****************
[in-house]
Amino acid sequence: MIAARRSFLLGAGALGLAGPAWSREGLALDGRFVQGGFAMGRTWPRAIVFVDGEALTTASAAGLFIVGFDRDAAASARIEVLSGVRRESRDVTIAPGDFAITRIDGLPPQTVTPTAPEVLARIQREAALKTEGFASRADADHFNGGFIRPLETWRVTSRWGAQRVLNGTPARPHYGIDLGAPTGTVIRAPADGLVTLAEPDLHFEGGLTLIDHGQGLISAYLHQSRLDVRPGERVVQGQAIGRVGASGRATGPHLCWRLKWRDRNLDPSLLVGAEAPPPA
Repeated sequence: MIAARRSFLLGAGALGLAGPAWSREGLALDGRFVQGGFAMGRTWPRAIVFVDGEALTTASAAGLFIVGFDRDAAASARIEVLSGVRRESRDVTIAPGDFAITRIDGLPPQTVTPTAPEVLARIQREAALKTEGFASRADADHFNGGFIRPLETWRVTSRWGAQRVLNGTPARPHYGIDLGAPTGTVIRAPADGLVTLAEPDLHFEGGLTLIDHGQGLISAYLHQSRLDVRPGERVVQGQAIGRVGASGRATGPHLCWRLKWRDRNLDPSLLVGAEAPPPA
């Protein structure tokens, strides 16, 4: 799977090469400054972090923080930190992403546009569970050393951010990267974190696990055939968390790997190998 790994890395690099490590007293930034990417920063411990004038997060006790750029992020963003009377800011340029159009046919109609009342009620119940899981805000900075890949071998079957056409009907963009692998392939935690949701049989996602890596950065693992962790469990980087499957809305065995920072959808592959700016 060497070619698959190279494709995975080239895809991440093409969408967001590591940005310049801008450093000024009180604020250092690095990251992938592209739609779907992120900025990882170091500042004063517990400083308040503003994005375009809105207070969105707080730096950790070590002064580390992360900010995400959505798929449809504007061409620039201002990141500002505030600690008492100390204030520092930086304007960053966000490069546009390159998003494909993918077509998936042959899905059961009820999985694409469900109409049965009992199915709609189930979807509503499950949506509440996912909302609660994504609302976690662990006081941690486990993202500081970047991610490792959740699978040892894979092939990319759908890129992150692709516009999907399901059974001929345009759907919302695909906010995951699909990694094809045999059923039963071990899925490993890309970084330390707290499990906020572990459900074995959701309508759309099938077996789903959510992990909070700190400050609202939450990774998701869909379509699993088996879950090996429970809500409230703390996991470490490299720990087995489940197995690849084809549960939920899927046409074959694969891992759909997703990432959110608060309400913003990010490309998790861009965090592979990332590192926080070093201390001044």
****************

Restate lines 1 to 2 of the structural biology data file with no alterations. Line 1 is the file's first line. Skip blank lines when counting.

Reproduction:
[in-house]
Amino acid sequence: MIAARRSFLLGAGALGLAGPAWSREGLALDGRFVQGGFAMGRTWPRAIVFVDGEALTTASAAGLFIVGFDRDAAASARIEVLSGVRRESRDVTIAPGDFAITRIDGLPPQTVTPTAPEVLARIQREAALKTEGFASRADADHFNGGFIRPLETWRVTSRWGAQRVLNGTPARPHYGIDLGAPTGTVIRAPADGLVTLAEPDLHFEGGLTLIDHGQGLISAYLHQSRLDVRPGERVVQGQAIGRVGASGRATGPHLCWRLKWRDRNLDPSLLVGAEAPPPA